51. “The X-Files: I Want to Believe”—Fox—$20m—26%
52. “Meet Dave”—Fox—$11m—29%

Again, this is not to imply that people read RT or movie critics. Just that word gets around.

5. One 2008 release had, according to Box Office Mojo, the worst opening weekend ever for a wide release (500+ theaters). Name this film that no one went to see.
The correct answer is A: “Proud American,” a patriotic documentary/drama, written and directed by first-timer Fred Ashman, that was plopped into 750 theaters by Slowhand Cinema last September—just in time for Lehman Bros. On the Friday it opened it averaged $45 per theater, then went up to $60 on Saturday, then down to $23 on Sunday. That’s 23 bucks for the entire day. How many people is that—three? Five at the most? And not per showing. For the entire day. Think about this the next time Michael Medved starts yakkin’ about how Hollywood doesn’t make the kinds of patriotic films Americans want to see.

6. Box Office Mojo also tracks the box office of 57 countries/markets besides the U.S. In those 57 international markets, which film was the No. 1 movie in the most countries (11)?
The correct answer is: D: “Mamma Mia!” While “Indiana Jones” made the most money overseas ($469 million), followed closely by “The Dark Knight” ($468m), “Mamma Mia!” wasn’t far behind at no. 3: $458m. It was also the No. 1 movie in more countries (11) than any other 2008 film:

1. Austria ($7 million)
2. Greece ($7 million)
3. Hungary ($4.7 million)
4. Iceland ($1 million)
5. Netherlands ($9.8 million)
6. New Zealand ($5 million)
7. Norway ($16.7 million)
8. Portugal ($5 million)
9. Slovenia ($.8 million)
10. Sweden ($25 million)
11. United Kingdom ($132 million)

“Dark Knight” was the No. 1 movie in eight countries (Australia, Brazil, Mexico, Hong Kong, UAE, Egypt, Bolivia and Lebanon), “Madagascar 2” in five (Germany, Russia, Switzerland, Venezuela and Lithuania), “Quantum of Solace” in three (Finland, Nigeria and East Africa), and “Indiana Jones” in only two (Spain and Bulgaria),

7. In which of the following countries was “Sex and the City” the No. 1 movie of the year?
The answer is A: Croatia and Estonia. Insert your own joke here. I got nothing.

8. While we’re on international box office, which of the following films was not among the top five films in Egypt last year?
The correct answer is: B: “Indiana Jones and the Kingdom of the Crystal Skull,” which finished in 10th place. Which means, yes, “Body of Lies,” the Leonardo DiCaprio/Russell Crowe thriller about CIA activities in the Middle East that died in the U.S. (winding up 72nd for the year), finished, in Egypt, in 5th place for the year.

9. “Bienvenue chez les Ch'tis,” a comedy about a small provincial town in northern France written, directed and starring Danny Boon, was the no. 1 film in France last year. The No. 2 movie, “Astérix aux jeux olympiques,” made US$60m. How much did “Bienvenue” make?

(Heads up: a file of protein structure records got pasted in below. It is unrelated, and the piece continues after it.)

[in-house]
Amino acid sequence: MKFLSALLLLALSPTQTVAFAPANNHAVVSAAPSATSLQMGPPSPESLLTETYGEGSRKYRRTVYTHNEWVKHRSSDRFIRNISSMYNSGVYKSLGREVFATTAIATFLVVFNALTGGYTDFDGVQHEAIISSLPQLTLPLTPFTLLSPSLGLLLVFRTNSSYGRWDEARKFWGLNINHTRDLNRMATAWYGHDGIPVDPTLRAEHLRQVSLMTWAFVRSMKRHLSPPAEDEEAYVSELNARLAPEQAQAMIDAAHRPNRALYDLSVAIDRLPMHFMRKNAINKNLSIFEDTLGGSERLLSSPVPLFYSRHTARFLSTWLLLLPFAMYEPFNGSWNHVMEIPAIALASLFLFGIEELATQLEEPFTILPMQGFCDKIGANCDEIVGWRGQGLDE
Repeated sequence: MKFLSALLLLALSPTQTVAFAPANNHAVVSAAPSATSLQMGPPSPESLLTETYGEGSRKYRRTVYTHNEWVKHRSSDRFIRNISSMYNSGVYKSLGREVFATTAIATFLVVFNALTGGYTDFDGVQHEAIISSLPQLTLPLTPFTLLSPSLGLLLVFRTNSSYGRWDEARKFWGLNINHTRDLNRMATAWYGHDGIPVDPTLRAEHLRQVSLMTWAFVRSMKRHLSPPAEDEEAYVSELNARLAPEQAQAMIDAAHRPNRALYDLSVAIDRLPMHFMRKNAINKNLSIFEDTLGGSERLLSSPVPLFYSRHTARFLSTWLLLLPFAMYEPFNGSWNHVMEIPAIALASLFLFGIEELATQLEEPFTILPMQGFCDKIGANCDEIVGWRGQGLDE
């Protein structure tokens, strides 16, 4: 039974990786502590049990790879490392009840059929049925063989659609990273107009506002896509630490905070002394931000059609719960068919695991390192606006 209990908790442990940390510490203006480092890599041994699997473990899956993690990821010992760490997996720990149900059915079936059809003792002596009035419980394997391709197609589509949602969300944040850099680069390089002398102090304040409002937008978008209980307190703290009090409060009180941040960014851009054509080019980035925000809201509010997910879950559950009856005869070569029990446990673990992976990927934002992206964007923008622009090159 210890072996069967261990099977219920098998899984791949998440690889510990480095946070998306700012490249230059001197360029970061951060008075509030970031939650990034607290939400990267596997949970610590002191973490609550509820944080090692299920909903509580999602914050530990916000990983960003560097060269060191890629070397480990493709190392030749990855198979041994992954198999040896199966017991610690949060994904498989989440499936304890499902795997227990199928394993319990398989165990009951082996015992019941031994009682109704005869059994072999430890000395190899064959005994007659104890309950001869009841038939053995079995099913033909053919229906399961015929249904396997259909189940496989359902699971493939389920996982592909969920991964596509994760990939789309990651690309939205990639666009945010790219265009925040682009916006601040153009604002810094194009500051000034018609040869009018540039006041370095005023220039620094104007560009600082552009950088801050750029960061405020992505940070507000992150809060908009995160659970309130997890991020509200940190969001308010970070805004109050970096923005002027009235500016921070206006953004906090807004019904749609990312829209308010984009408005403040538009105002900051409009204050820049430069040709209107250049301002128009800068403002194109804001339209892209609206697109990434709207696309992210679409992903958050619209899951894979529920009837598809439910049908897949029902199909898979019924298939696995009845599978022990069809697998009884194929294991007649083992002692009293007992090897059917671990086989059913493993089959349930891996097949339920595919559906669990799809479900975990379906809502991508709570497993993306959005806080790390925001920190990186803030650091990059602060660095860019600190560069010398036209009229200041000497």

The answer is D: $193 million, obliteraring all comers, and becoming, I believe, the highest-grossing film in French history. But its humor hasn’t traveled well. In this way it’s similar to “Les Visiteurs” in 1993, also a top grosser, whose humor also didn’t travel much beyond Belgium.

10. Box Office Mojo lists 932 total films in its overseas total. Which film, ironically, wound up in 932nd place?
The correct answer is A: the ironically titled “Gunnin’ for That #1 Spot,” a documentary about high school basketball players, which made just 146 bucks overseas. “I.O.U.S.A,” a chilling, worthwhile doc about national debt (and produced and distributed even before Lehman Bros, bailouts, et al.), had the second-lowest total: only 299 bucks. Yes, also ironic.

Apologies, again, for the difficulty of the questions but some of this stuff I found fascinating, particularly the superwides, "Proud American," and the international reign of "Mamma Mia!"

Posted at 08:25 AM on May 14, 2009 in category Movies - Box Office
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Wednesday May 13, 2009

Your 2008 Box Office Quiz

I always wait a few months to take on the previous year’s box office because money’s still pouring in. By now, though, it’s dribs and drabs, and it’s safe to take a fairly accurate look. Apologies for the toughness of the questions. This is a quiz less about what we know than what we can learn. Or, at least, it’s about what I learned.

1. According to Box Office Mojo, 605 movies were shown commercially in the U.S. in 2008. “The Dark Knight,” obviously, made the most money: $533 million. Which of the 605 made the least?
A. “Rome & Jewel”: A modernization of Shakespeare’s tragic love story “Romeo and Juliet,” set in Los Angeles against a backdrop of inter-racial romance.
B. “The Rise and Fall of Miss Thang”: An irresponsible party girl begins a journey to rediscover her tap-dancing roots.
C. “OSS 117: Le Caire nid d’espions”: Secret agent OSS 117 foils Nazis, beds local beauties, and brings peace to the Middle East in this French comedy.
D. “Frost/Nixon”: A dramatic retelling of the post-Watergate television interviews between British talk-show host David Frost and former president Richard Nixon.

2. Let’s talk about the films that studios assumed we’d see: the films that opened superwide—in more than 3,000 theaters. Last year there were 52 such films, and almost half of them (24) grossed over $100 million. The film that grossed the least pulled in only $11 million domestically. Name it.
A. “Star Wars: The Clone Wars”
B. “The Love Guru”
C. “Meet Dave”
D. “Frost/Nixon”

3. Different studios had different kinds of luck with their superwide releases. Paramount/Dreamworks, for example, opened four films superwide last year and every one made more than $100 million domestically: “Kung Fu Panda,” “Madagascar 2,” “Tropic Thunder” and “Eagle Eye.” So which studio/distributor had the worst ratio of superwide releases (3,000+ theaters) to box-office smashes ($100+ million)?